- The Washington Times - Tuesday, August 31, 2004

NEW YORK (AP) — Previewing its fall strategy, Sen. John Kerry’s presidential campaign will buy $45 million worth of commercial time in 20 states through Election Day, including spots on cable television and advertising geared toward minorities.

The buy is timed to coincide with the conclusion of President Bush’s nominating convention as the Democrat seeks to curb the Republican incumbent’s momentum. The first spots will be broadcast in just 10 states, which were not disclosed by the campaign.

Stephanie Cutter, spokeswoman for the Kerry campaign, said yesterday that the purchasing strategy calls for the remaining 10 states to be added between now and Nov. 2. She said the ads will run on cable television as well as black and Hispanic media.

The Democratic presidential nominee is targeting the 20 oft-mentioned battleground states of Arkansas, Arizona, Colorado, Florida, Iowa, Louisiana, Maine, Michigan, Minnesota, Missouri, Nevada, New Hampshire, New Mexico, North Carolina, Ohio, Oregon, Pennsylvania, Washington, Wisconsin and West Virginia.

The campaign will make the ad buy today.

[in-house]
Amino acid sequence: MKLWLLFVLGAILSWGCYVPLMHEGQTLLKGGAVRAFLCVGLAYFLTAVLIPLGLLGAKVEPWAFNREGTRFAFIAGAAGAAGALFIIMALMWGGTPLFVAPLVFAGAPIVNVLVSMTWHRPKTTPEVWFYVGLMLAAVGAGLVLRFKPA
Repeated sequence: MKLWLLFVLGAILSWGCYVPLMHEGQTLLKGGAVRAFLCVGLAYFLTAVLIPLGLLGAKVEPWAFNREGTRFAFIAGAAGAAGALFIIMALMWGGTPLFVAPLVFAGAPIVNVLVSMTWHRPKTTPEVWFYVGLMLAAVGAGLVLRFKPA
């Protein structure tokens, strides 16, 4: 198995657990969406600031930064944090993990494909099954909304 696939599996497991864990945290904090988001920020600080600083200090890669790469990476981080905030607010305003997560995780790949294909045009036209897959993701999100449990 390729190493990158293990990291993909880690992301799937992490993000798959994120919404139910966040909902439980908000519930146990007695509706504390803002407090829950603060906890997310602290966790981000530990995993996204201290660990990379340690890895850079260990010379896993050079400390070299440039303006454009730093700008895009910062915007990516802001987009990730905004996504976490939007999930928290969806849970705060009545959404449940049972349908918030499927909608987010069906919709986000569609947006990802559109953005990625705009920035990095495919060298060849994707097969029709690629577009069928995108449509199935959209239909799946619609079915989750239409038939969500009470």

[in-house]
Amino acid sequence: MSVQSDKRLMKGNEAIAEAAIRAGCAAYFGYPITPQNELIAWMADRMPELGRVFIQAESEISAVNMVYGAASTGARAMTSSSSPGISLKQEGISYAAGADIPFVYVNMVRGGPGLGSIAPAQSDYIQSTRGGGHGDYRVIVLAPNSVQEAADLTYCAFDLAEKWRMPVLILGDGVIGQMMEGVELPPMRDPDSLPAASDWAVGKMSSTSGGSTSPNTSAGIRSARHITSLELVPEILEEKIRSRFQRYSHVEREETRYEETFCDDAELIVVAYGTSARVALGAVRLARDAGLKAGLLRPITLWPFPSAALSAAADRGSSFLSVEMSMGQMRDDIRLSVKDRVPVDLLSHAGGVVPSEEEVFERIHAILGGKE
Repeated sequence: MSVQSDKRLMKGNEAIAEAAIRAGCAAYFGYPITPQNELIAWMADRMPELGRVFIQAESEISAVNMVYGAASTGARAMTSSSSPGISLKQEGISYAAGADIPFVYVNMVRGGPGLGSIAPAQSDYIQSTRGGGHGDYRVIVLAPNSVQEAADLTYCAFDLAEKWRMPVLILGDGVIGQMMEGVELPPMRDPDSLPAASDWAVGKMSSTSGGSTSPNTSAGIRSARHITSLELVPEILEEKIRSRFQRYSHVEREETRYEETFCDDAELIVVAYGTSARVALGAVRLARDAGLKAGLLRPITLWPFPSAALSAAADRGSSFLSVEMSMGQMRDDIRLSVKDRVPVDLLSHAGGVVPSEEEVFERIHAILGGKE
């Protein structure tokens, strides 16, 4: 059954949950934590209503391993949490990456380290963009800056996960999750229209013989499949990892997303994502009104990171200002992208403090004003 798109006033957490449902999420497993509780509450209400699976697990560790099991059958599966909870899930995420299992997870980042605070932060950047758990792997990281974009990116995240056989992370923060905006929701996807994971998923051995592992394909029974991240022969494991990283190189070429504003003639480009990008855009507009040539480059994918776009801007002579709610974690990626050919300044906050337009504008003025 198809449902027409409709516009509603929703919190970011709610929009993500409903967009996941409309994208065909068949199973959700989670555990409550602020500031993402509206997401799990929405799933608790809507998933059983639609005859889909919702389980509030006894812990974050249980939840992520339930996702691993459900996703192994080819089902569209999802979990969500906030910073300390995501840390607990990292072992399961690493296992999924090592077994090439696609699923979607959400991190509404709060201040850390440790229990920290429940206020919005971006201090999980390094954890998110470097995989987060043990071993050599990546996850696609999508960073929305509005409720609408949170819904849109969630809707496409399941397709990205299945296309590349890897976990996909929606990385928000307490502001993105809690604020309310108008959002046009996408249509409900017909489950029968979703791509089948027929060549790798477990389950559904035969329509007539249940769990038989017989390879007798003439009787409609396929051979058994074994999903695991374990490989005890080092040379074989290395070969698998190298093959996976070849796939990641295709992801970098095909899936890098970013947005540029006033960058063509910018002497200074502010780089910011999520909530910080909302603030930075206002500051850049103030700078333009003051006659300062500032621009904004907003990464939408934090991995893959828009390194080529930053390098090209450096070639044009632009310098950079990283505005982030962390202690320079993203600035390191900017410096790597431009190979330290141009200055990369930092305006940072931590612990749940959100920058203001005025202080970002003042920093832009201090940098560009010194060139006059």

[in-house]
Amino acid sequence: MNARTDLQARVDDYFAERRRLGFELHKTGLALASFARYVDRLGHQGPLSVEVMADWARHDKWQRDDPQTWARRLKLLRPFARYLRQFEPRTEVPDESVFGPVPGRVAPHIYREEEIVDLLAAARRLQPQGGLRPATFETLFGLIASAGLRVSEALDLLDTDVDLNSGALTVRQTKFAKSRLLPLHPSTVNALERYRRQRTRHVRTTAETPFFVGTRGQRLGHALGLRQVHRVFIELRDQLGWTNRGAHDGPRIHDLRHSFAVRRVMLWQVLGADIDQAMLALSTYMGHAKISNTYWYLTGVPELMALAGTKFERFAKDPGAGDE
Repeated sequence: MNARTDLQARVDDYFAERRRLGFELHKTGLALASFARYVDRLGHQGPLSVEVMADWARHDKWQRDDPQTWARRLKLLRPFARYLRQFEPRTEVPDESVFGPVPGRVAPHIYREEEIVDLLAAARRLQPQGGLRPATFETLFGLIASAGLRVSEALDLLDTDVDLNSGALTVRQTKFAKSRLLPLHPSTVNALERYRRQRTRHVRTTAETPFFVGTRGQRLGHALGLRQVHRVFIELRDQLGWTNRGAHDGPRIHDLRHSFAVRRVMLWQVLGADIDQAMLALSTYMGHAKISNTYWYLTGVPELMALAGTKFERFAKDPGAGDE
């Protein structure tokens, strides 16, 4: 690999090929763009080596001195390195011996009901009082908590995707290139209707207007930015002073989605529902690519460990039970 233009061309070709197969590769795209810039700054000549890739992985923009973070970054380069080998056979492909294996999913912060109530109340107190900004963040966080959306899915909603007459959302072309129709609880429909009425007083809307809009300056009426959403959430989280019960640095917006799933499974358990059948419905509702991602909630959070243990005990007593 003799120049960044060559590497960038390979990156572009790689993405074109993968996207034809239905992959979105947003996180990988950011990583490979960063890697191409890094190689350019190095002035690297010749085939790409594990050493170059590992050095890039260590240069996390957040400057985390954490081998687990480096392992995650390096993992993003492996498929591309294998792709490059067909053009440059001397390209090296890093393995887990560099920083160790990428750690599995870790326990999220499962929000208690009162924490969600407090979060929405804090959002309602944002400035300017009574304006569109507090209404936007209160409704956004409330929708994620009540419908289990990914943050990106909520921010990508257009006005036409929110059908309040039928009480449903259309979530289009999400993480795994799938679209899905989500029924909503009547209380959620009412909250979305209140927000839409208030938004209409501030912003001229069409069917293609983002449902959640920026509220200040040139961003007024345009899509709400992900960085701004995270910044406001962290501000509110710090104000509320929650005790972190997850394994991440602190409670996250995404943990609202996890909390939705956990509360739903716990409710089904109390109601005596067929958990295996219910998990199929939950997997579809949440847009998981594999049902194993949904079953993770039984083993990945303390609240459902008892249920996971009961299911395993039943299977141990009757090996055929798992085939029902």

With the advanced buy, Mr. Kerry is signaling that he is giving up on Virginia.

His campaign went on the air in the Republican-leaning state in June and was never challenged by Mr. Bush on the air, even though Mr. Kerry spent about $2.5 million in the state over two months. It was part of the Democrats’ effort to expand the map of battleground states.

In 2000, Mr. Bush won Virginia by eight percentage points over Democrat Al Gore. The state has gone to Republicans in presidential elections for decades. At stake in Virginia are 13 electoral votes.

Upon accepting his party’s nomination last month, Mr. Kerry received $75 million in federal funds for the fall campaign. Mr. Bush gets the same amount later this week.

The $45 million ad buy is about half of what Mr. Kerry has to spend for the remainder of the campaign. Besides the taxpayers’ money, both major-party candidates control another $15 million or so in money spent by their respective parties.

Ms. Cutter said the campaign is holding back an undisclosed amount for ad buys later in the campaign.

It is unusual for campaigns to tip their hand so early, but the strategy may help Mr. Kerry save money and build a sense of momentum as Mr. Bush emerges from his nominating convention. The Kerry campaign already had announced an extensive travel schedule for the candidate and his top surrogates.

“There are advantages to it,” said Bill Carrick, who produces ads for Democrats from his California base. “It’s all about supply and demand. It’s going to cost less to buy time now than in a month or two.

“The disadvantage is the other side knows exactly what you’re doing months out,” he said.

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